A defiant Southern Belle in 1956, who goes against her parents’ and social circle’s expectations to push for integration right as the first African-American students try to enrol into an all-white Alabama college… This program looked great to me, but…
But I’m not an American. I’ve never studied in an American college. And in the US I’ve never been south of… New York, which doesn’t account to much, right?
I can stretch my imagination and do a little research, but much of Anne Rivers Siddons’ novel is over my head, both as a European and as a woman of my generation. A whole range of vocabulary in the novel escapes me, either because it’s about US colleges, or about Southern states, or about the 1950s. When the novel starts, the heroine arrives as a senior student in her deserted college campus preparing for fall registration, and we readers are meant to be filled in with the background information by playful dialogues with her classmates, but I didn’t get much of it.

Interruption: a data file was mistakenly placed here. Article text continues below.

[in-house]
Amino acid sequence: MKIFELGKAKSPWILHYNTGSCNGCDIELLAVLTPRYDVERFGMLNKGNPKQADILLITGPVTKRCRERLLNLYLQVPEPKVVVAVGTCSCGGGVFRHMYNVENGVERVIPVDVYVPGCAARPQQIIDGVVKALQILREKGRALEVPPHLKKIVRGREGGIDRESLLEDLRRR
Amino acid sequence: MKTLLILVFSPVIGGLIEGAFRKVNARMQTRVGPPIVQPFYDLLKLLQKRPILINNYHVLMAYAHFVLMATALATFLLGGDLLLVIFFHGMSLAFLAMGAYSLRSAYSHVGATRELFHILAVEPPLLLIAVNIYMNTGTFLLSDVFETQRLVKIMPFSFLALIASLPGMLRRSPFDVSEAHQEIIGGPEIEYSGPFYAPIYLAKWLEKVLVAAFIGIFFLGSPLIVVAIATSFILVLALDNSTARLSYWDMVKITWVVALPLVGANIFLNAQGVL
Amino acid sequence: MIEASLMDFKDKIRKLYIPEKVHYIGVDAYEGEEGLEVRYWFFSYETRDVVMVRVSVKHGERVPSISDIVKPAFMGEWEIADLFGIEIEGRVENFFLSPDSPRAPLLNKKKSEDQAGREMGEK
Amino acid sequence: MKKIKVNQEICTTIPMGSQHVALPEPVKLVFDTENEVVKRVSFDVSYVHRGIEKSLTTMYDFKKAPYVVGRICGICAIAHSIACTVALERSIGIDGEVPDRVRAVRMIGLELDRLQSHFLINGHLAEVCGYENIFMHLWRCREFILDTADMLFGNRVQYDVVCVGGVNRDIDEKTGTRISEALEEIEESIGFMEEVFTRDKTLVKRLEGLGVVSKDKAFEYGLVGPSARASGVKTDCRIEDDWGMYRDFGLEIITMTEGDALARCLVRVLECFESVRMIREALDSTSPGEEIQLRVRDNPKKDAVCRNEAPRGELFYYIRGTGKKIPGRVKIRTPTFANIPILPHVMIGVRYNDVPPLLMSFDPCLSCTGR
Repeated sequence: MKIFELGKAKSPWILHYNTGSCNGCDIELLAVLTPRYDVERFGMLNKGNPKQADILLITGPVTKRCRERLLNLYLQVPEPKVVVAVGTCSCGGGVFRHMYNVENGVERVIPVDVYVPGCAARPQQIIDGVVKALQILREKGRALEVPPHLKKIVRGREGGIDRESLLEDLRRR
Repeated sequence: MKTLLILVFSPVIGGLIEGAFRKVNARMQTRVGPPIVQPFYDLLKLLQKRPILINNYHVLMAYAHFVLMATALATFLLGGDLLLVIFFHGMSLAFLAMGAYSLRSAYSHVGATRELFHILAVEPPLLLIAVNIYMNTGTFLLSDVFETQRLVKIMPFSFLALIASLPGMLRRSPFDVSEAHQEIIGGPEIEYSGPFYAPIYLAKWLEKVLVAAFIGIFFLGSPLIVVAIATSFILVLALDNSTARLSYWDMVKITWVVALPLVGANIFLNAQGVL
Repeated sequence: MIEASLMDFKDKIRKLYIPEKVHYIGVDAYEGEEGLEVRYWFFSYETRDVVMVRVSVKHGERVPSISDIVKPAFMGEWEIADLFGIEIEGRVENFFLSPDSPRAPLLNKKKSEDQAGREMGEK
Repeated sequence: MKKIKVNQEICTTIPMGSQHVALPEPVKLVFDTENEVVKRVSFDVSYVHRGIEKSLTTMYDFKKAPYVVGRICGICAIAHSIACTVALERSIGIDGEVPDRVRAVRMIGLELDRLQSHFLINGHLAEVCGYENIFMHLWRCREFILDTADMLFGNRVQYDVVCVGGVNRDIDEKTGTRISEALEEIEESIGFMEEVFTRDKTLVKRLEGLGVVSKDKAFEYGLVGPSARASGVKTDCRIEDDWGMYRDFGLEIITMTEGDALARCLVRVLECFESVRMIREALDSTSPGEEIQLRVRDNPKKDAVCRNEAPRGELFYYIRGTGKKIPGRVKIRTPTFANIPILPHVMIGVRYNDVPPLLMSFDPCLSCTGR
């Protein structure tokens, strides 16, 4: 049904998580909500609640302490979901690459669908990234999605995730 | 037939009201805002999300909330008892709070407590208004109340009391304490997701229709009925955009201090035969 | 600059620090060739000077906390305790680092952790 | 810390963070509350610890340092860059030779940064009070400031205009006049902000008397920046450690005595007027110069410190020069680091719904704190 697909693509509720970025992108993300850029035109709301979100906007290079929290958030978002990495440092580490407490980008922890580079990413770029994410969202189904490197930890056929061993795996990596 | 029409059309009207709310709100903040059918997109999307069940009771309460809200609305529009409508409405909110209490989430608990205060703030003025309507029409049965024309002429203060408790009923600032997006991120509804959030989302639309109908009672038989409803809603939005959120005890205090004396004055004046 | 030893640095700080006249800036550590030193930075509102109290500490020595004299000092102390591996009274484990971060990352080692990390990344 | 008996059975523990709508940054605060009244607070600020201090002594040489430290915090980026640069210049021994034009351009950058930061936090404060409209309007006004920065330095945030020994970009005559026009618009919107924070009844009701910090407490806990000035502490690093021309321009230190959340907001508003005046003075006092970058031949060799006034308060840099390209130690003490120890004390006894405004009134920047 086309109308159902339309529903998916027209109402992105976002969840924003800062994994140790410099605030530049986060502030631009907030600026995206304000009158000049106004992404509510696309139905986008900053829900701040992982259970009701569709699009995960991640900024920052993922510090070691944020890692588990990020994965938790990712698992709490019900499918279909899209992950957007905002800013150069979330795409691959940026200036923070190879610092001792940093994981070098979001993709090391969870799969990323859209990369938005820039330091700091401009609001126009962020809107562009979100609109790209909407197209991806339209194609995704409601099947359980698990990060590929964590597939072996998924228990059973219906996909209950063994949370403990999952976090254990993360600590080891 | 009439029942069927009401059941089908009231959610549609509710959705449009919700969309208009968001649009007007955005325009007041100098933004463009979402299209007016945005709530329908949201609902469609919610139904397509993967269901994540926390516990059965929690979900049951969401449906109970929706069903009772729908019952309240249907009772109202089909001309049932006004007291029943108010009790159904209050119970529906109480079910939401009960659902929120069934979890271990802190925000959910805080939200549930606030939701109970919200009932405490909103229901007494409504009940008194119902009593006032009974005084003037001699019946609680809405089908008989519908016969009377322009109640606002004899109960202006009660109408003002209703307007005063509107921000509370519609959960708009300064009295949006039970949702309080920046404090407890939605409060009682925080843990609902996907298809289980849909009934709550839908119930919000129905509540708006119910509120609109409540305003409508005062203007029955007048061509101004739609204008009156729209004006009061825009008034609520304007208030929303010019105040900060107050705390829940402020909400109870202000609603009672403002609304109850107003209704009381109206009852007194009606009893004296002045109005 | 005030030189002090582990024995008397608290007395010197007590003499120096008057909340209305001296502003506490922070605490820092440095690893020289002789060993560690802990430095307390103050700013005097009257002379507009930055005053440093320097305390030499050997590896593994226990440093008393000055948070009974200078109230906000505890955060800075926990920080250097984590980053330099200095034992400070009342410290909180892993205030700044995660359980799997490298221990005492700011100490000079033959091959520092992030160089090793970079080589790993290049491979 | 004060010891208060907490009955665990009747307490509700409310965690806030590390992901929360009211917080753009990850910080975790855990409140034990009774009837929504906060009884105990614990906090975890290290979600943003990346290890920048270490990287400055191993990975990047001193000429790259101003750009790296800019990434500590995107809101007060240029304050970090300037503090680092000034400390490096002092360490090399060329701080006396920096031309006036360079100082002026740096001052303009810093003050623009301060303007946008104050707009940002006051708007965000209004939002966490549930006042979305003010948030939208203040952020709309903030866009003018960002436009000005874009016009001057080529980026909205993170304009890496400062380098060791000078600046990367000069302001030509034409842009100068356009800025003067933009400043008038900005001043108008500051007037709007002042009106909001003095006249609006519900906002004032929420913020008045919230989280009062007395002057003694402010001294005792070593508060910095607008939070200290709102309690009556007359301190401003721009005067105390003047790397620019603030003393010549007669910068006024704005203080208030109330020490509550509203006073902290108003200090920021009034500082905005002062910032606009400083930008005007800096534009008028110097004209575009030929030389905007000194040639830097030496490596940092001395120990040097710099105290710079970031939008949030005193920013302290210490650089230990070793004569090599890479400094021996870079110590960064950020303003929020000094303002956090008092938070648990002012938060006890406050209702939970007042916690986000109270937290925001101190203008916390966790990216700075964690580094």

It took me a while to understand that references to Greek stuff meant fraternities and sororities. My knowledge of them is quite vague, and except that there are a lot of cute young girls and guys, universal TV culture is apparently not enough to inform me in details on the subject. Once I got the trick about Greeks, I got confused between “Delta” as a sorority name, and the Mississippi Delta. It sounds funny but because of difficulties like this I couldn’t bother with the story, a rather standard coming-of-age period piece.
It’s certainly good (many people wrote raving reviews, but readers mostly seem to have a link with the Deep South – or at least have visited the place that inspired the book), but I’m not the right audience. Too bad!